Kids’ clothing is a weird sub-market of the fashion industry. Most kids care not at all what they wear, except when they have a favorite shirt, costume, ascot, whatever. Conversely, aversions to particular pants, shoes, or bolo neckties can complicate dressing time, but in general, kids just don’t care. Brand names are meaningless logos, quality of materials is somewhere after an after-thought, and up to a certain age, the clothing is pretty much optional so far as the kid is concerned. And yet, the buying, selling, and trading of children’s clothing borders on obsession with parents.
We have been fortunate enough to receive hand-me-downs for our oldest from the time he was very young. The boy who handed-him-down in the first place probably received at least a few of those garments second-hand, to judge from the fading and fraying. Some unusual items made their way to Joshua when he was a baby. The strangest was a Christian Dior sleeper with a byzantine system of snaps and straps that was equal parts pajamas and bondage outfit. The complex asymmetry of the snaps was enough to cause me to curse quite a bit during a late-night diaper change which ultimately ended up with Joshua sleeping in nothing but a diaper that night. He never wore the sleeper again.
Jen and I each asked the same two questions: 1) Who would spend this much on a baby sleeper in the first place; 2) Why would anyone design baby clothes that make the very act of raising that baby more difficult? We speculate on the cost, based mostly on the brand name, but also on the awfully good quality of the materials and manufacture. Anyway, the answer to both questions is, “fashion.” As for us, we cannot fathom paying full price for clothes for a child who will, in Jack’s case, outgrow them before wearing them more than a few times, or, in Joshua’s case, wear them to threads which only really keep the shape of clothing by force of habit. And yet, logically, in order to buy used clothing in the second place, somebody had to pay full price in the first place.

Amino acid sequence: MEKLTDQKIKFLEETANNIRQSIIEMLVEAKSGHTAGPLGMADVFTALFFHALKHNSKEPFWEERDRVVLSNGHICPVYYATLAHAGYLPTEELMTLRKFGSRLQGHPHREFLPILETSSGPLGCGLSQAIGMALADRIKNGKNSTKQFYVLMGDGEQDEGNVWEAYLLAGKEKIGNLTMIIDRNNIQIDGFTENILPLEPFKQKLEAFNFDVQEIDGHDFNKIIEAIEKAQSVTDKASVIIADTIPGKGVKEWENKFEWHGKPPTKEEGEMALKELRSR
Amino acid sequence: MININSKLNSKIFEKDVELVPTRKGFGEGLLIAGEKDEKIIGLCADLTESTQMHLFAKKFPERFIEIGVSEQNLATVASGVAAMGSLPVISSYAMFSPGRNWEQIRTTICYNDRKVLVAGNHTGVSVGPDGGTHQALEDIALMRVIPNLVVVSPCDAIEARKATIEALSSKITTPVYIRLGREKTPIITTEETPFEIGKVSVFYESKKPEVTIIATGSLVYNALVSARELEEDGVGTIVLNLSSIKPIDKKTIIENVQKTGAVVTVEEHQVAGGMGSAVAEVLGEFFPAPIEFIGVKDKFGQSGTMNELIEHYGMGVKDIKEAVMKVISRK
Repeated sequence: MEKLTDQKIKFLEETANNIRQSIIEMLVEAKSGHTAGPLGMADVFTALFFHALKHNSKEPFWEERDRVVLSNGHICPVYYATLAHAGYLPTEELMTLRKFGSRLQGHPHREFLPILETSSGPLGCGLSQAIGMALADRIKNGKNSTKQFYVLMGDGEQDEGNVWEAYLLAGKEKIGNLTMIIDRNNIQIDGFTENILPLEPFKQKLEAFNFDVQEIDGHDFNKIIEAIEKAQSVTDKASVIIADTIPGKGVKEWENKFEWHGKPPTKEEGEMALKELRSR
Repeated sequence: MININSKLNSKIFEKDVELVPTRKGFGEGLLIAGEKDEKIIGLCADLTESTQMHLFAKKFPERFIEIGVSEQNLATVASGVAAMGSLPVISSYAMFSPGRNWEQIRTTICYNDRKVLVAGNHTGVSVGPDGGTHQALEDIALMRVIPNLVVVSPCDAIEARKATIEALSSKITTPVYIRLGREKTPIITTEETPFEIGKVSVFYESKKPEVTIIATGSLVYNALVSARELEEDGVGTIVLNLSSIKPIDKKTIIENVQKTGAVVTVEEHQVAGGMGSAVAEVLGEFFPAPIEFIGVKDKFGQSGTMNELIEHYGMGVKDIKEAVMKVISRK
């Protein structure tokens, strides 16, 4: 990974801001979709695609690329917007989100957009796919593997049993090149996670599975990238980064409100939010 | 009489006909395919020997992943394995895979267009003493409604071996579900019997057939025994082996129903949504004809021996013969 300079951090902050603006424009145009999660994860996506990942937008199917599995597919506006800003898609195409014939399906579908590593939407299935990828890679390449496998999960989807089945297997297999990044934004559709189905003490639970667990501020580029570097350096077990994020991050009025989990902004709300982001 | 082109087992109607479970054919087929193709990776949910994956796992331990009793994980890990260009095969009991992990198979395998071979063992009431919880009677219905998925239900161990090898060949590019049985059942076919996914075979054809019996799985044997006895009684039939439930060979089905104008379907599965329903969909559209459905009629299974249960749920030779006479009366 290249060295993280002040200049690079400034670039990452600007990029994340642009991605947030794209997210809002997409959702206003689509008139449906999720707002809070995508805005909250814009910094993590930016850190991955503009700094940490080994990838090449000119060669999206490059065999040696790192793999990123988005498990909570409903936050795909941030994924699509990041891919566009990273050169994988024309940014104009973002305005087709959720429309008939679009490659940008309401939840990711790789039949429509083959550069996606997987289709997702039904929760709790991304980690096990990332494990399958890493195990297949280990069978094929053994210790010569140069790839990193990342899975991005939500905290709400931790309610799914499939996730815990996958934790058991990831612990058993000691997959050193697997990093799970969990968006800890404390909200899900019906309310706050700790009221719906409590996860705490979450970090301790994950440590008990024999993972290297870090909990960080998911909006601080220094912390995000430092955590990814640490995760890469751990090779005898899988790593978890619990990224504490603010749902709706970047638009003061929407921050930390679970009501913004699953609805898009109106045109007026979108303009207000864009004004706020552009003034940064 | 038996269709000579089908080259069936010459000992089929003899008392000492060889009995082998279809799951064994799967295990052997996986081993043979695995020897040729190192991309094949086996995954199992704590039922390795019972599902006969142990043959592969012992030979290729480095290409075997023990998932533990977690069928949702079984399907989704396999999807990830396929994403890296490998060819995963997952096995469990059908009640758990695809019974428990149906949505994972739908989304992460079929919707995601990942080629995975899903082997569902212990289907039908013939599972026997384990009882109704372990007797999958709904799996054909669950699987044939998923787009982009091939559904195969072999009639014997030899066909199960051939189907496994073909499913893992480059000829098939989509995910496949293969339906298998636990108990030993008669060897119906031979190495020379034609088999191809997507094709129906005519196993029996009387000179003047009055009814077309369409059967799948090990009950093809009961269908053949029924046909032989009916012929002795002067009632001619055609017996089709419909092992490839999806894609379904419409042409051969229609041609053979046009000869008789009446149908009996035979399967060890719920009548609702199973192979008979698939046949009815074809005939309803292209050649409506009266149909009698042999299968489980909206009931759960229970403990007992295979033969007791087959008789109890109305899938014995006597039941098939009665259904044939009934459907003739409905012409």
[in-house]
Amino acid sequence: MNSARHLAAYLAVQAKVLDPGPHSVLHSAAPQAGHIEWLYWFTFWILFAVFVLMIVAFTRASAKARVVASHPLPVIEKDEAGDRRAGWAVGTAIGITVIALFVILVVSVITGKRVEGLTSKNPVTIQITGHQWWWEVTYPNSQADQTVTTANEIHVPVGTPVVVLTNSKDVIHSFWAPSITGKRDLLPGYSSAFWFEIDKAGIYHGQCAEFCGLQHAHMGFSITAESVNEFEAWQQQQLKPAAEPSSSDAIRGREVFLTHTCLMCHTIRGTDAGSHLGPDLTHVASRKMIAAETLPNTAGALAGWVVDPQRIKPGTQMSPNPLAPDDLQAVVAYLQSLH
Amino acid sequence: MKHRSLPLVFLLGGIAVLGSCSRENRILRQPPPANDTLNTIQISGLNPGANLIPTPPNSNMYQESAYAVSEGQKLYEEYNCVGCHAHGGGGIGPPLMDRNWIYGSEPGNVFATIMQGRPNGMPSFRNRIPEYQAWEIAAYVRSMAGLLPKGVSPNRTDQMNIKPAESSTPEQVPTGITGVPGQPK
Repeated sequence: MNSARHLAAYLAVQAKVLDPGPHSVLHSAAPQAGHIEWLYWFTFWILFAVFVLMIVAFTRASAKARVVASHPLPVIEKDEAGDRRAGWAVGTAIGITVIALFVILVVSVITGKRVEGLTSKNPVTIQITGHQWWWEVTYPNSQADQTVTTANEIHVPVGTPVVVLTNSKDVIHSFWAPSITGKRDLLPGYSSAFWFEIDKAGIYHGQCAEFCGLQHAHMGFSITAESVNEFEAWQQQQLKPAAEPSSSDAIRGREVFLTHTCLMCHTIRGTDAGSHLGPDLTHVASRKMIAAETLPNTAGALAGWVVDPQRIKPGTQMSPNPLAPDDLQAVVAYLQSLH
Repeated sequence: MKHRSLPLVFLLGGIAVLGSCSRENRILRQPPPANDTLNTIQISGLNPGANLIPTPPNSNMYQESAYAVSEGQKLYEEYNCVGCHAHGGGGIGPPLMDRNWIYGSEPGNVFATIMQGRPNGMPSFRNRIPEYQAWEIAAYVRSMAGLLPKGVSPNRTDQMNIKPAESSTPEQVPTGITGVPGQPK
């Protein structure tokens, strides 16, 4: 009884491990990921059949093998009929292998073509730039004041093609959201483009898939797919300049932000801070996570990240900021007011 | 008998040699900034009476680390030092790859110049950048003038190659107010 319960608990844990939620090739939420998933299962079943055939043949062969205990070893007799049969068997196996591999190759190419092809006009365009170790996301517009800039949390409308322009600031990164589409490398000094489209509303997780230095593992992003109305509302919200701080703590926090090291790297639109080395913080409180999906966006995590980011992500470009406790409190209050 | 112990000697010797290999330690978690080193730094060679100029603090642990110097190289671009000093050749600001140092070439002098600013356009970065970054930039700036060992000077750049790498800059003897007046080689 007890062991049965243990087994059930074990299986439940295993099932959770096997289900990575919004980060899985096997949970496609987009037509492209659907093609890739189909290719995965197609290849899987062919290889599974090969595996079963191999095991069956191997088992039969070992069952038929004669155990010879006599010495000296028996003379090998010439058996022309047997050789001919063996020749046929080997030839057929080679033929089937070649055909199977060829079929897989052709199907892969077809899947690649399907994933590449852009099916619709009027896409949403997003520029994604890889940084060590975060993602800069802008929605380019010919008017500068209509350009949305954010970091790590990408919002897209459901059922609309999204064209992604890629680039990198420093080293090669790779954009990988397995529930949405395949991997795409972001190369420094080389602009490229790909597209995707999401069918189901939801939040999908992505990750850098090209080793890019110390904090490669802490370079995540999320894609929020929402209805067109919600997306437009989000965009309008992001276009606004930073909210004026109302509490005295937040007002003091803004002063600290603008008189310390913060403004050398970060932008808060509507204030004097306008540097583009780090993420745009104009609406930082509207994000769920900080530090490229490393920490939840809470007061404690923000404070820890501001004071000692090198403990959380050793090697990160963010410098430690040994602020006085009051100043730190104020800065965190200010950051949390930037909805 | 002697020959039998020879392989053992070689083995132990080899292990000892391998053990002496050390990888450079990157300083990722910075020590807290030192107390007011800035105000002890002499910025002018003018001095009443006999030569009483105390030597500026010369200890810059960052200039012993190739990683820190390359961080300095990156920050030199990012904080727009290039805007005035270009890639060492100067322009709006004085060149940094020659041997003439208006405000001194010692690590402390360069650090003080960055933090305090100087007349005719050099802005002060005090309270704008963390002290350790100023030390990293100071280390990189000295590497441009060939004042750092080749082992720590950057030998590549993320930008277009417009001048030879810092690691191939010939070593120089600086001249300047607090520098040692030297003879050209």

Some other items which have come our way have been branded from everything from Nike to Ralph Lauren to Calvin Klein to 50-Cent/G-Unit*. We bought only a fraction of these, and then almost exclusively from children’s re-sellers and consignment stores. I don’t fault the sundry manufacturers/designers for making these things. Neither do I have a problem with stores then selling them with a mark-up that offers profits to both store and designer. What I don’t get is who is buying these things the first time. Someone bought that Christian Dior sleeper for, no hyperbole here, about $75. $75 is a lot to spend to put your kid to bed in a stylish straight-jacket, and that’s coming from a guy who gave serious thought to tying his kid down like Lemuel Gulliver at Lilliput. (Except I’m tall for a Lilliputian.)
We frequent a children’s clothing/accessory store that buys and sells “gently used” kids’ clothing; its racks overflow with branded and unbranded things alike. Today, for the first time, we took in some clothes to sell in order to off-set some other purchases we planned to make. There were quite a few items in our bags, and while we didn’t expect the store to accept all of them, we thought we’d be able to off-load a good portion of them. Of the 50-ish pieces we brought in, they accepted 16. Not because the others were in poor condition. Hardly. Because they were not “in style.” Now, we’ve been through those racks enough to know that “style” is not only terribly subjective, but that “style” cannot possibly be their gatekeeper majeure to judge from the child-sized Cosby sweaters and My-First-Arbor Day apparel. And yet, sure enough, some of our fairly innocuous items were turned away like fatties at Abercrombie & Fitch.